Upheld: Residency-At-Enlistment for Free College for Texas Veterans

Getty Images
Getty Images

The Texas Hazlewood Act gives veterans, and in certain instances their children and their spouses, up to 150 hours of free tuition. An appellate court has upheld a challenge to the Act’s residency-at-enlistment requirement holding the provision is constitutional.

The U.S. Court of Appeals for the Fifth Circuit also held that the condition did not infringe on the Plaintiff’s right to travel. Moreover, the Court opined, “Without a clearer indication from the Supreme Court that Texas’s decisions violate constitutional provisions, we are hesitant to impose further restrictions on the sovereign power of the State to regulate its own education system.”

The Act applies to honorably discharged veterans who enlisted in Texas, was a resident of Texas, or designated Texas as “Home of Record,” at the time of entry into active duty in the U.S. Armed Forces.

A federal district judge struck down a provision in the Act that provides that veterans may receive benefits only if they enlisted when they where living in Texas saying it violated the Equal Protection Clause. The Plaintiff argued that the Act denied him equal protection of the laws and violated his constitutional right to travel from state to state. The State of Texas appealed that ruling.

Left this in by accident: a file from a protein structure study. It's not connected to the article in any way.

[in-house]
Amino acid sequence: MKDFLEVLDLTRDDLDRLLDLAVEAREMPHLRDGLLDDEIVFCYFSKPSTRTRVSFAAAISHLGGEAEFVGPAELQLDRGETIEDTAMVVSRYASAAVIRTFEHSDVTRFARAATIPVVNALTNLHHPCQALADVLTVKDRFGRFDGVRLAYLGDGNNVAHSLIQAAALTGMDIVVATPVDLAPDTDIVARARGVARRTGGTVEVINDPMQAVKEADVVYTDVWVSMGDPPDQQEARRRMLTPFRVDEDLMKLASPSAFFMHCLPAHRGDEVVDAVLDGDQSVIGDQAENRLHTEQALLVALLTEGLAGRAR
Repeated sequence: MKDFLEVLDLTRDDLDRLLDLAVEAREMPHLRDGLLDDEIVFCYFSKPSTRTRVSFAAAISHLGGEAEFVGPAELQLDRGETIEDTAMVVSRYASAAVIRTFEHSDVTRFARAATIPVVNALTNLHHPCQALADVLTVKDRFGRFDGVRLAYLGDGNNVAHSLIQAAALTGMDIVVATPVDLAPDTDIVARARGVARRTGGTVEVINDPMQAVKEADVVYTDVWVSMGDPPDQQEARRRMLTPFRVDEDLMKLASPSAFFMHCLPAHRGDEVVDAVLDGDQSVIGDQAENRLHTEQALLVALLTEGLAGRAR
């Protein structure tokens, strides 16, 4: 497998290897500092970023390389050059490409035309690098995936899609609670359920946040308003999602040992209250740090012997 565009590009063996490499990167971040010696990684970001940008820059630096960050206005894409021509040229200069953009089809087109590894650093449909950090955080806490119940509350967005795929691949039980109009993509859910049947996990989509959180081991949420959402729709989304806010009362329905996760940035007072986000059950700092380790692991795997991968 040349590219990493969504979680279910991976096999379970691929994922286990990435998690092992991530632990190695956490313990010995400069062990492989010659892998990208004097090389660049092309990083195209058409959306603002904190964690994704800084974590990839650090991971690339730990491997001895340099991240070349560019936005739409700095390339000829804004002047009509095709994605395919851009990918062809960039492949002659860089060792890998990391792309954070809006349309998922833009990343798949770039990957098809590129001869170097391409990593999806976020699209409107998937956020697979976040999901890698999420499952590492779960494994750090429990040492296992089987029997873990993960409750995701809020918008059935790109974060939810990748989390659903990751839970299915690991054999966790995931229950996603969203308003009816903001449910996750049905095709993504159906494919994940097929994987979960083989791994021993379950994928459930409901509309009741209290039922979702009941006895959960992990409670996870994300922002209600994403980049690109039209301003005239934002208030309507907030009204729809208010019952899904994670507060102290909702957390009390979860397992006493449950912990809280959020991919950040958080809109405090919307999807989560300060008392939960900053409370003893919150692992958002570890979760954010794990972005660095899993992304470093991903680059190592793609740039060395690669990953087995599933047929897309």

The U.S. Court of Appeals for the Fifth Circuit opined, “Because Texas has presented a rational basis for its residency-at-enlistment requirement and because Texas’s decision to impose the condition on a portable benefit does not infringe Harris’s right to travel, we reverse the district court’s judgment.”

Texas Attorney General Ken Paxton said after the opinion was issued, “Texas passed the Hazlewood Act in 1923 to ensure the continued success of Texas military veterans who honorably served the United States. Education is vital in their transition back to civilian life and today’s ruling allows Texas to exercise its sovereign right to encourage Texas students to finish high school, volunteer for military service, and bring their skills back to Texas to pursue higher education.”

Paxton added, “As the Court agreed, the State clearly has a rational basis for the qualifications set forth in the Hazlewood Act. This win is an affirmation of the Texas Legislature’s authority to establish State policy, as well as a win for taxpayers and veterans.”